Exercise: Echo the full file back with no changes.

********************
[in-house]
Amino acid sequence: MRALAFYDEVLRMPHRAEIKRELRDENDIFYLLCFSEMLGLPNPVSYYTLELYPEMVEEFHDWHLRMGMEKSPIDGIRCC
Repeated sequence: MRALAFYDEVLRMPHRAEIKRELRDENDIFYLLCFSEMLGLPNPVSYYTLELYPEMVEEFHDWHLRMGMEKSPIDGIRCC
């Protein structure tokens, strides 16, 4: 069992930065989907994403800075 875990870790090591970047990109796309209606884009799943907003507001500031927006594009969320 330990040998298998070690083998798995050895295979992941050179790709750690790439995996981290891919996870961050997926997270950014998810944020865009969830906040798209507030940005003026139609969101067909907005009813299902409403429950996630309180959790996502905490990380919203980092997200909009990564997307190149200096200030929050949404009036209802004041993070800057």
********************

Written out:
[in-house]
Amino acid sequence: MRALAFYDEVLRMPHRAEIKRELRDENDIFYLLCFSEMLGLPNPVSYYTLELYPEMVEEFHDWHLRMGMEKSPIDGIRCC
Repeated sequence: MRALAFYDEVLRMPHRAEIKRELRDENDIFYLLCFSEMLGLPNPVSYYTLELYPEMVEEFHDWHLRMGMEKSPIDGIRCC
């Protein structure tokens, strides 16, 4: 069992930065989907994403800075 875990870790090591970047990109796309209606884009799943907003507001500031927006594009969320 330990040998298998070690083998798995050895295979992941050179790709750690790439995996981290891919996870961050997926997270950014998810944020865009969830906040798209507030940005003026139609969101067909907005009813299902409403429950996630309180959790996502905490990380919203980092997200909009990564997307190149200096200030929050949404009036209802004041993070800057």